Study: Email subscribers on the rise, post-engagement lags
New subscribers are bolstering marketers’ subscription bases by leaps and bounds, yet click rates continue to decline.
New subscribers make up an average of 6% of marketers' subscriber bases. This is an 8% increase year-over-year (YoY), and 30% jump over the last three years, according to “Q1 2017 Email Marketing Compass: The New Age of Email Marketing,” a report from Yes Lifecycle Marketing.
Subscriber motivation to open brand emails has also increased. Open rates grew 4% quarter-over-quarter (QoQ) and 9% YoY to reach 16.1%, the highest it's been in the last four years.
However, click rates have consistently declined over time. In Q1 2017, the average click-to-open (CTO) rate decreased by 13% YoY and 22% over the last two years, indicating that brands are not giving consumers what they're looking for in the long run, the study revealed.
"Our findings show that, contrary to what some may believe, consumers actually want to receive marketing emails," said Michael Fisher, president of Yes Lifecycle Marketing.
"At the same time, however, the decline in click rates shows that marketers' content isn't meeting subscribers' expectations,” he said. “To maintain an engaged subscriber base, marketers need to offer valuable, relevant, and personalized information at every stage of their customers' lifecycles.”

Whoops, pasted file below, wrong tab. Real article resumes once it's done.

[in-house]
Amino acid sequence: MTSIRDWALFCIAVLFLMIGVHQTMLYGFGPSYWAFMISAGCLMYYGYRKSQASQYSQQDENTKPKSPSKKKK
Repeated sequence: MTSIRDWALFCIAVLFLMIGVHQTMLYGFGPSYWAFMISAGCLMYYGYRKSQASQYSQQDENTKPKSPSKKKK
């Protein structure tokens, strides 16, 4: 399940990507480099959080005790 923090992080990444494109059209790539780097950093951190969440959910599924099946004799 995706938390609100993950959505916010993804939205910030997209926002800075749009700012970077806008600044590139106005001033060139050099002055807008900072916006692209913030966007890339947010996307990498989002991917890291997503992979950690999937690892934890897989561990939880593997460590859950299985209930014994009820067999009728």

According to the report, one of the best ways for marketers to combat engagement challenges is by implementing triggered campaigns. While triggers are growing in adoption, they made up less than 7% of total emails sent in the first quarter of 2017. Yet, they generated almost five times the click rate, almost double the open rate, and nearly triple the CTO rate of business-as-usual emails.
Other findings include:
• The average order value for triggered retail messages was $61.54 compared to $56.34 for non-triggered messages, a 9% increase.
• The average click to open rate was 8.9%, which remained about the same QoQ and decreased 13% YoY.
• With the exception of Q4 2016, Saturday emails have been the best for conversions three out of the last four quarters.
"It's evident that marketers are working toward mastering subscriber acquisition, but they still struggle to create engaging, long-lasting relationships with their customers," said Michael Iaccarino, CEO and chairman of Infogroup, parent company of Yes Lifecycle Marketing. "Marketers need to communicate faster, smarter, and better at every step of the customer journey.”
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Sporting goods retailer’s sales disappoint in Q1; to streamline ops
Dick’s Sporting Goods came up short on same-store sales growth in its first quarter amid what the company called “a challenging retail environment.”
Dick’s, the nation’s largest sporting goods retailer, also announced it has conducted a corporate reorganization to streamline its operations and reduce expense. In the second quarter, it expects to record a pre-tax charge of approximately $7 million for severance and other employee-related costs associated with the elimination of positions, primarily at the company's store support center.